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The key to better sleep… being gently rocked like a baby

12:00am | & Health

WE'VE had water beds, air beds, pocket sprung mattresses and memory foam, but the latest innovation to promise you a perfect night’s rest could be a bed which gently rocks you all night long.

Sleep researchers in Switzerland have published results of studies which show that slow, gentle rocking throughout the night slows and synchronises brain activity, promoting better quality and longer lasting sleep.

Anyone who has ever rocked a baby to sleep or taken a nap in a hammock knows that rocking promotes sleep – but why? To understand this phenomenon and the brain mechanisms involved, researchers from the universities of Geneva and Lausanne and from the University Hospitals of Geneva (HUG) conducted two studies: one on young adults and another on mice.

Their results show that slow and repeated movement throughout the night modulates brain wave activity, inducing deeper sleep and strengthening memory, which is consolidated during certain sleep phases.

In the first study, 18 healthy young adults spent three nights at the HUG Sleep Medicine Centre, one to acclimatise them to sleeping there, one on a specially-built gently rocking bed and one on the same bed, but in a still, non-rocking position. For each night, their vital signs – such as heartrate, respiratory patterns and brainwave activity ­– were monitored with electrodes.

Laurence Bayer, joint leader of the study, said: “A good night’s sleep means falling asleep quickly and staying asleep all night. We observed that our participants, although they slept well in both cases, fell asleep more quickly when they were rocked. In addition, they had longer periods of deep sleep and fewer micro-wakes, a factor frequently associated with poor sleep quality.”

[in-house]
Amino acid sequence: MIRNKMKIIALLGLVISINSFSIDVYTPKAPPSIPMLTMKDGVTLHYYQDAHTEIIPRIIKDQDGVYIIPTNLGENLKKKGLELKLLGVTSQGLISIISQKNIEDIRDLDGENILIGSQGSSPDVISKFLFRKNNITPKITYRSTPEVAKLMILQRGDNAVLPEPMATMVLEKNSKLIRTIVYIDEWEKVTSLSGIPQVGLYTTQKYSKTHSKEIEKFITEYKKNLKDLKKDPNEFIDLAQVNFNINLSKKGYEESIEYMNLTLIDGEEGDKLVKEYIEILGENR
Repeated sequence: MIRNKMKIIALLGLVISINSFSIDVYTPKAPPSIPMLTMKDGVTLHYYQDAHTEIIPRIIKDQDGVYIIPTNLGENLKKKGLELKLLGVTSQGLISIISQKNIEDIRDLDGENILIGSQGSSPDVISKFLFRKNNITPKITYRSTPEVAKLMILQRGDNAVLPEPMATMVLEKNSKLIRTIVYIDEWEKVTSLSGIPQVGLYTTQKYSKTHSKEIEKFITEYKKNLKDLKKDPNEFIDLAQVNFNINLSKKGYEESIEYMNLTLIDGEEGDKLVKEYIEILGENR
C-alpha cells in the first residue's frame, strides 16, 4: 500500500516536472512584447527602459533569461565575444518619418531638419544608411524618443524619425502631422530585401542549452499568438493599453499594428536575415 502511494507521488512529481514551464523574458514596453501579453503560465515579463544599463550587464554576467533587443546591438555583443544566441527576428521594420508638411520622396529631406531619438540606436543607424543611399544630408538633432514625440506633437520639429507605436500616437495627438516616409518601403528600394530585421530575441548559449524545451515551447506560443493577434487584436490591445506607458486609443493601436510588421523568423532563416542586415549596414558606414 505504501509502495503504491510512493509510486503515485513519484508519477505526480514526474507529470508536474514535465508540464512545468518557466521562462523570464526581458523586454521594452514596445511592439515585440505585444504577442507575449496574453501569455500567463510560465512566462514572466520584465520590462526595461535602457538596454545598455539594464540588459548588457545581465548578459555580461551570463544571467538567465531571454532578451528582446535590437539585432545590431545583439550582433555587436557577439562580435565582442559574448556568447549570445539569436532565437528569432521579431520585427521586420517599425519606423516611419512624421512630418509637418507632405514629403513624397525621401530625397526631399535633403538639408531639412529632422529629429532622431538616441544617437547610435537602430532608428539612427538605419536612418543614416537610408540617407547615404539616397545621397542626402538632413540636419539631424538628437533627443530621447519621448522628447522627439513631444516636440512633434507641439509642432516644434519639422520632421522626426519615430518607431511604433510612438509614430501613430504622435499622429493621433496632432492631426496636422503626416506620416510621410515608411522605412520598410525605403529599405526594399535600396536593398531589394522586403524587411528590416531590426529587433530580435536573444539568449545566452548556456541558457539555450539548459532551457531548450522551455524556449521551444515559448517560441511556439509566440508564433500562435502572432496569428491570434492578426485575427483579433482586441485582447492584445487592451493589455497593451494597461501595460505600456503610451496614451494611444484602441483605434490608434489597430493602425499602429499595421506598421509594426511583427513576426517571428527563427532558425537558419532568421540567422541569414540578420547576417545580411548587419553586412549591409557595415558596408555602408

From monitoring their subjects’ brain activity, the researchers found that deep sleep is reinforced by rocking because it modulates brainwave activity during sleep. Because deep sleep is known to improve consolidation of memories, the researchers decided to test this aspect too.

“To see if this effect also affected memory, we subjected our participants to memory tests,” explained another of the researchers, Aurore Perrault. “They had to learn pairs of words in the evening and remember them in the morning when they woke up, and here too, rocking proved beneficial: the test results were much better after a night in motion than after a still night.”

A parallel study in Lausanne was carried on mice, this time by gently rocking their cages. Researchers found that, as with the human subjects, the mice fell asleep more quickly when their cages were rocked, and slept for longer. However, unlike in human beings, the quality of their sleep was not improved.

The mice study also helped researchers isolate the important role played by the ‘vestibular system’, which is located in the inner ear and manages balance and spatial orientation. It is this system which detects the gentle rocking and sends messages to the brain which then induce deep and beneficial sleep. More research is now being done in this area to better understand the connection between how the vestibular system detects and interprets the rocking stimuli and how the neural systems of the brain uses it to modulate brainwaves.

Lausanne study leader Professor Paul Franken said: “Mapping the communication network between the two systems would make it possible to develop new approaches to treat patients suffering from insomnia, mood disorders, as well as elderly people, who often suffer from sleep and memory disorders.”

In the meantime, it’s surely only a matter of time before some enterprising manufacturer launches a rock-a-bye baby bed for grown-ups!

• To see a 20-second film clip of the scientists’ rocking bed, click here.

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